Beyond Sorted: Developing Critical Adult Financial Education
Fearnley, R. (2012). Beyond Sorted: Developing Critical Adult Financial Education (Thesis, Master of Social Sciences (MSocSc)). University of Waikato, Hamilton, New Zealand. Retrieved from http://hdl.handle.net/10289/8455
Permanent Research Commons link: http://hdl.handle.net/10289/8455
This research sought to reimagine financial education from a critical theory perspective. This study proposes how a community of learners operating a critical pedagogy could be used to deliver adult financial education, and to provide a curriculum for use by such a community of learners. To achieve that aim, the objectives of this research were to complete an investigation into financial education discourses within New Zealand, to identify elements that compose financial education within each of these discourses and to combine those elements to create a comprehensive curriculum that when combined with the pedagogical approach form a critical adult financial education programme. These objectives were achieved by conducting an investigation into the financial literacy and capability discourses in New Zealand to determine how these may be synthesised into an inclusive discourse. Four major discourses were identified following the collection and sorting of a wide selection of stakeholders within the financial education domain. The groupings were labelled governmental, community, commercial and academic to determine where there were overlaps and voids in the themes contained within these discourses. The key themes were then incorporated into the learning areas of a new curriculum matrix that became the research platform for this study. The curriculum matrix included key competencies drawn both from the financial education discourses and from critical pedagogy influenced strongly by the theories and practises of Paulo Freire and Eduard Lindeman. The financial competencies identified were: financial decision making, financial goal setting, personal financial management and financial communication. The competencies evolving from the pedagogy were: critical thinking, self-reflection and agency. Also included were broad learning areas that would help identify topics for inquiry. These were: financial language, financial calculations, financial administration, financial products, financial services, consumerism and citizenship, seeking advice or remedy, and financial identity. The learning areas also included ‘institutions’ and ‘structures’ that support the neoliberal ideology dominant in New Zealand and much of the rest of the western world at this time in history. The inclusion of these indicated that a critical adult financial education must intend to identify and challenge injustices in local and global political and economic spheres to aim for emancipation from such injustices. The final element in the matrix was a selection of general and educational values used to support the effective operation of the community of learners. These values were suggestions only and the research platform recognised that each community of learners would create their own set of values to reflect the community’s ethos. Rather than include specific learning intentions or achievement criteria in the matrix, it was intended that the communities of learners would determine their own intentions and criteria. The curriculum matrix and pedagogical approach were presented as a programme for critical adult financial education. In order to evaluate the programme, a qualitative Delphi inquiry was conducted over two rounds. The first round asked for two sets of feedback from experts within education and financial education domains. The first was to comment on the matrix and identify what they perceived as its strengths and weaknesses. The second question asked for feedback on the feasibility of the community of learners approach, operating a critical pedagogy, and applied to financial education. The results from the first round were synthesised, summarised and presented back to the participants via the web-based research platform, and further questions about specific issues common to many of the responses were posed in order to seek clarification of areas of high interest. The data from the Delphi provided varying responses and levels of support or critique for the programme. Respondents asked many questions, often seeking context for the programme or querying the choices of language use in the matrix or the overall operation of the community of learners. No concrete conclusions about the potential effectiveness of a critical adult financial education delivered via the proposed programme were obtained from the Delphi inquiry. Instead, the results showed that further clarification and contextualisation of the programme was sought by the majority of respondents. Respondents sought the inclusion of achievement criteria within the matrix even though this was antithetical to the intentions of the design. Regarding the community of learners approach, the respondents were sceptical about whether an effective learning dynamic could be created considering the usually personal nature of financial learning. The purpose of adult education and adult financial education was examined as a part of the inquiry, which revealed that expectations of financial education are often so deeply entrenched in mainstream discourses that the notion of a critical approach is rejected even in theory. Overall the data showed that this programme, or possibly any critically located financial education programme, would be unlikely to find widespread support from those operating in mainstream financial education.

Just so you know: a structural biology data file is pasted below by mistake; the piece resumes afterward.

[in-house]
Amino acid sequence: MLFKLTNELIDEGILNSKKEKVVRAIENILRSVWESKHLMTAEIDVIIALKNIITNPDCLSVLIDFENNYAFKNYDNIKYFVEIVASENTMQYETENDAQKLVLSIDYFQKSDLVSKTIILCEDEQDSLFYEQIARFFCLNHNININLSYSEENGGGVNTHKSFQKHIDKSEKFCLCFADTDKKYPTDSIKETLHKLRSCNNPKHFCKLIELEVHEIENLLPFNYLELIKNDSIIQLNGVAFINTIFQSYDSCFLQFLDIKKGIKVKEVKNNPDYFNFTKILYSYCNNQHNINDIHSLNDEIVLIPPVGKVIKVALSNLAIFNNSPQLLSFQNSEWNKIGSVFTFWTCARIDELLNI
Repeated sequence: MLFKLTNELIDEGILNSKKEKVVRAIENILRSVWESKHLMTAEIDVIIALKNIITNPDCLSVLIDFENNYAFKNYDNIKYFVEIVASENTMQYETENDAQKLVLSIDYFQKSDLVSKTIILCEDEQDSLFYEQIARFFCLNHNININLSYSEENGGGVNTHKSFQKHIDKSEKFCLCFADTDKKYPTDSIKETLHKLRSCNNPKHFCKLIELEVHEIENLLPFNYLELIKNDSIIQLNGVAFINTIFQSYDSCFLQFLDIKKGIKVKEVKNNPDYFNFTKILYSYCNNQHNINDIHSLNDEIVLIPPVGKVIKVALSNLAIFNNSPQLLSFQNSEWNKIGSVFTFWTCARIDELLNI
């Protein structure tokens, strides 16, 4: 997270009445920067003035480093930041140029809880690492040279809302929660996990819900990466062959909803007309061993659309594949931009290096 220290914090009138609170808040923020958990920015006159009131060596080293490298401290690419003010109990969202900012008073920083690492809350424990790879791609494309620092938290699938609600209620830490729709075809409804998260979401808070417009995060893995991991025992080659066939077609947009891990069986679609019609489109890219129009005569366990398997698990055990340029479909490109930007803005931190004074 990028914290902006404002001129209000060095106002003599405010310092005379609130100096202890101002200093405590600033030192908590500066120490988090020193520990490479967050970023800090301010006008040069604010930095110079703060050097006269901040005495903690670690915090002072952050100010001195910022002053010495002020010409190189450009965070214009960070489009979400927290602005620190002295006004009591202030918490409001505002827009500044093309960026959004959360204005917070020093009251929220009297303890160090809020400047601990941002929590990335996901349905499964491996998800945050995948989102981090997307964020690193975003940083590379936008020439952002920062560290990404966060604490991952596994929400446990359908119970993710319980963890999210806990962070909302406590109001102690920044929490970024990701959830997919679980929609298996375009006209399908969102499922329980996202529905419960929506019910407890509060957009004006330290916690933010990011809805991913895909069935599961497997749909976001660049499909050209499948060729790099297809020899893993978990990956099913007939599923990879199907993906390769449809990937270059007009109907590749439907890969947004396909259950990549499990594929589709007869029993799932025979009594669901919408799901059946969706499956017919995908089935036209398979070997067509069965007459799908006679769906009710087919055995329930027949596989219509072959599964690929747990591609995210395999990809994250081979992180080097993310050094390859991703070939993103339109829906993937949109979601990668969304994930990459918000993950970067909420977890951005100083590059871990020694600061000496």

University of Waikato
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